16 ½ Things I Love About Summer

1. Early morning walks around the neighborhood (a.k.a. my own tour of gardens).

2. Strawberries, peaches, and cucumbers with dill in sour cream. Burgers/brats/shish kabobs on the grill. Homegrown tomatoes and sweet corn in August.

2 1/2.  Picking fresh herbs from my patio pots: basil for caprese salad, fresh mint for mojitos, and cilantro for quesadillas.

3. Waking up to birdsong at 5:30. Being awake and refreshed when hardly anybody else is up. Adding that extra hour to my day.

Mears Park, St. Paul

4. Cutting through Mears Park, along the man-made stream on the way to the St. Paul Farmer’s Market on weekends.

5. Walking to get an ice cream cone from the Grand Old Creamery.

6. Feeling bathroom tile that’s pleasantly cool to my bare feet—not frigid—so I don’t have to hop from one throw rug to the next.

7. Sunning with a book and swimming at Schulze Lake in Lebanon Hills Park.

8. Grabbing Wednesday night supper from the food trucks at the Nokomis Farmer’s Market.

9. Fireflies in late June.

10. L o o o n n g days that stay light past 9:30 p.m.

11. Heat lightning.

12. Road trips—leaving early with a sack full of snacks and a cooler packed with cold drinks. Passing rippling fields of impossibly green corn and soybeans. Pink, purple, yellow, and white wildflowers tumbling across ditches.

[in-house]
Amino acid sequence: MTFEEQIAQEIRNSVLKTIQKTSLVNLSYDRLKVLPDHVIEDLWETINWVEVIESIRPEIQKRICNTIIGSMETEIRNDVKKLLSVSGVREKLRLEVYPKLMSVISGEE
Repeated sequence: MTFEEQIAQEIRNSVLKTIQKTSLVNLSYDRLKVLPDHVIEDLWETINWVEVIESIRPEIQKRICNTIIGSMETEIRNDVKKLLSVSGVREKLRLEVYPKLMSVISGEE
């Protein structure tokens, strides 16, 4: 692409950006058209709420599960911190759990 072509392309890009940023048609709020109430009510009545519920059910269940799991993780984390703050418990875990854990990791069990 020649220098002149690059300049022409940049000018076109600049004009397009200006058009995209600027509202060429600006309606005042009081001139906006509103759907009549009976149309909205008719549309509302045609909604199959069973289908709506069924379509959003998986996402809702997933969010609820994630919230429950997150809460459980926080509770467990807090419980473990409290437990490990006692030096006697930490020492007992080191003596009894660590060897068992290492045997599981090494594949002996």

13. Drinking wine and reading after dark on the front porch.

Powderhorn Art Fair, Minneapolis

14. Art fairs bursting with jewelry to adorn me and artwork to adorn our home.

15. Outdoor dining at area restaurants—in hidden shady gardens, improvised patios framed by flower pots, or even at tables three feet away from traffic.

16. Drinking beer (don’t tell the park rangers) around the campfire we don’t really need and seeing a breathtaking number of stars come out overhead.

Disconnected and Discombobulated

I scoffed when I read about college students becoming anxious when separated from digital technology—email, Facebook, and other social media. Or rather, I believed they became anxious, but thought smugly, Glad I’m not hooked like they are.